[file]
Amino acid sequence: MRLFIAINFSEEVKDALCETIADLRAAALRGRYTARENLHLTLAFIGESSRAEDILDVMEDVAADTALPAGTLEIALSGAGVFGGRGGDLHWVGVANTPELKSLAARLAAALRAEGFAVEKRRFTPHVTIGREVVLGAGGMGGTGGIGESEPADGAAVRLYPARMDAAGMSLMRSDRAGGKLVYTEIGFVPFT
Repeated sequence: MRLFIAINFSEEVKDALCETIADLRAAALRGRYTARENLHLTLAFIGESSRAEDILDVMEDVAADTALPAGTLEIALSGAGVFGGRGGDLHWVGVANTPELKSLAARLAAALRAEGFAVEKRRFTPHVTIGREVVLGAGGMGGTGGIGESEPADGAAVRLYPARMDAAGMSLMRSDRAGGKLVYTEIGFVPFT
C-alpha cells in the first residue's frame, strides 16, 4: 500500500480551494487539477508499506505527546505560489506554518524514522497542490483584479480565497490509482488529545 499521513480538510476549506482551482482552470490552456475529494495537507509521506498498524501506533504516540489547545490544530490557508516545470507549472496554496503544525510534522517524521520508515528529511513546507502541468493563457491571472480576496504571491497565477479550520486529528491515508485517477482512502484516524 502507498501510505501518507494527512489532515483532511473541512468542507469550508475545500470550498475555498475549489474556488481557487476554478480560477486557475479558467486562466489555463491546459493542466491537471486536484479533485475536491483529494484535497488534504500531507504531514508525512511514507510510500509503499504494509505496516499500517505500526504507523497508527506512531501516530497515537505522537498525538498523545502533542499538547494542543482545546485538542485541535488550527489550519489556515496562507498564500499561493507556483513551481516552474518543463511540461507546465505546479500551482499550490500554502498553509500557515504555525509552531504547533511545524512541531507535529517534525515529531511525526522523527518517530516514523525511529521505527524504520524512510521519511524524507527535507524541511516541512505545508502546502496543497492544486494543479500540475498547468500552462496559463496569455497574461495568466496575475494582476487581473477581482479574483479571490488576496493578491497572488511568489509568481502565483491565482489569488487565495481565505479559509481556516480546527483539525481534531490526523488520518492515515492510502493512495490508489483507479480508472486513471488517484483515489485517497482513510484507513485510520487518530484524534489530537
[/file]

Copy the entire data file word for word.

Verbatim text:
Amino acid sequence: MRLFIAINFSEEVKDALCETIADLRAAALRGRYTARENLHLTLAFIGESSRAEDILDVMEDVAADTALPAGTLEIALSGAGVFGGRGGDLHWVGVANTPELKSLAARLAAALRAEGFAVEKRRFTPHVTIGREVVLGAGGMGGTGGIGESEPADGAAVRLYPARMDAAGMSLMRSDRAGGKLVYTEIGFVPFT
Repeated sequence: MRLFIAINFSEEVKDALCETIADLRAAALRGRYTARENLHLTLAFIGESSRAEDILDVMEDVAADTALPAGTLEIALSGAGVFGGRGGDLHWVGVANTPELKSLAARLAAALRAEGFAVEKRRFTPHVTIGREVVLGAGGMGGTGGIGESEPADGAAVRLYPARMDAAGMSLMRSDRAGGKLVYTEIGFVPFT
C-alpha cells in the first residue's frame, strides 16, 4: 500500500480551494487539477508499506505527546505560489506554518524514522497542490483584479480565497490509482488529545 499521513480538510476549506482551482482552470490552456475529494495537507509521506498498524501506533504516540489547545490544530490557508516545470507549472496554496503544525510534522517524521520508515528529511513546507502541468493563457491571472480576496504571491497565477479550520486529528491515508485517477482512502484516524 502507498501510505501518507494527512489532515483532511473541512468542507469550508475545500470550498475555498475549489474556488481557487476554478480560477486557475479558467486562466489555463491546459493542466491537471486536484479533485475536491483529494484535497488534504500531507504531514508525512511514507510510500509503499504494509505496516499500517505500526504507523497508527506512531501516530497515537505522537498525538498523545502533542499538547494542543482545546485538542485541535488550527489550519489556515496562507498564500499561493507556483513551481516552474518543463511540461507546465505546479500551482499550490500554502498553509500557515504555525509552531504547533511545524512541531507535529517534525515529531511525526522523527518517530516514523525511529521505527524504520524512510521519511524524507527535507524541511516541512505545508502546502496543497492544486494543479500540475498547468500552462496559463496569455497574461495568466496575475494582476487581473477581482479574483479571490488576496493578491497572488511568489509568481502565483491565482489569488487565495481565505479559509481556516480546527483539525481534531490526523488520518492515515492510502493512495490508489483507479480508472486513471488517484483515489485517497482513510484507513485510520487518530484524534489530537